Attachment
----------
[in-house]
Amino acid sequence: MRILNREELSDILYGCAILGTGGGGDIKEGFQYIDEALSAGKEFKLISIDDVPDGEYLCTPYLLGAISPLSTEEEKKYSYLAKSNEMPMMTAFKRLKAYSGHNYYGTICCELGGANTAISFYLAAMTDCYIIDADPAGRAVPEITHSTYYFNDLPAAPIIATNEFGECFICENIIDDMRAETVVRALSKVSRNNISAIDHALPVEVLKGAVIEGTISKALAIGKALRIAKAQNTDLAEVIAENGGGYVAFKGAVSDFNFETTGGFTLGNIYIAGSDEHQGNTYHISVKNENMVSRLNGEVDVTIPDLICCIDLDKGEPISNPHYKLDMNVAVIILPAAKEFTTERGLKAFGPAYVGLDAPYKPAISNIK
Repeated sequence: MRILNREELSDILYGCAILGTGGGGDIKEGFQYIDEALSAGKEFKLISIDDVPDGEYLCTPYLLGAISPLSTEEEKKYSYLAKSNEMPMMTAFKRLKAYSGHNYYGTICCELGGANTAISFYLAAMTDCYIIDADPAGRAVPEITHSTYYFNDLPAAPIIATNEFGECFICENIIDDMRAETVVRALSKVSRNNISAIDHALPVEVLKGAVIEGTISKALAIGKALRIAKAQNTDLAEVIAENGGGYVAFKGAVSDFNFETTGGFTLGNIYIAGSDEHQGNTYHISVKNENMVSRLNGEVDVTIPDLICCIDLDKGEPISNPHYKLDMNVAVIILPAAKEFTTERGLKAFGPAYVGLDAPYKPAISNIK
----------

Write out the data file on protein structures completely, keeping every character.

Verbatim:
[in-house]
Amino acid sequence: MRILNREELSDILYGCAILGTGGGGDIKEGFQYIDEALSAGKEFKLISIDDVPDGEYLCTPYLLGAISPLSTEEEKKYSYLAKSNEMPMMTAFKRLKAYSGHNYYGTICCELGGANTAISFYLAAMTDCYIIDADPAGRAVPEITHSTYYFNDLPAAPIIATNEFGECFICENIIDDMRAETVVRALSKVSRNNISAIDHALPVEVLKGAVIEGTISKALAIGKALRIAKAQNTDLAEVIAENGGGYVAFKGAVSDFNFETTGGFTLGNIYIAGSDEHQGNTYHISVKNENMVSRLNGEVDVTIPDLICCIDLDKGEPISNPHYKLDMNVAVIILPAAKEFTTERGLKAFGPAYVGLDAPYKPAISNIK
Repeated sequence: MRILNREELSDILYGCAILGTGGGGDIKEGFQYIDEALSAGKEFKLISIDDVPDGEYLCTPYLLGAISPLSTEEEKKYSYLAKSNEMPMMTAFKRLKAYSGHNYYGTICCELGGANTAISFYLAAMTDCYIIDADPAGRAVPEITHSTYYFNDLPAAPIIATNEFGECFICENIIDDMRAETVVRALSKVSRNNISAIDHALPVEVLKGAVIEGTISKALAIGKALRIAKAQNTDLAEVIAENGGGYVAFKGAVSDFNFETTGGFTLGNIYIAGSDEHQGNTYHISVKNENMVSRLNGEVDVTIPDLICCIDLDKGEPISNPHYKLDMNVAVIILPAAKEFTTERGLKAFGPAYVGLDAPYKPAISNIK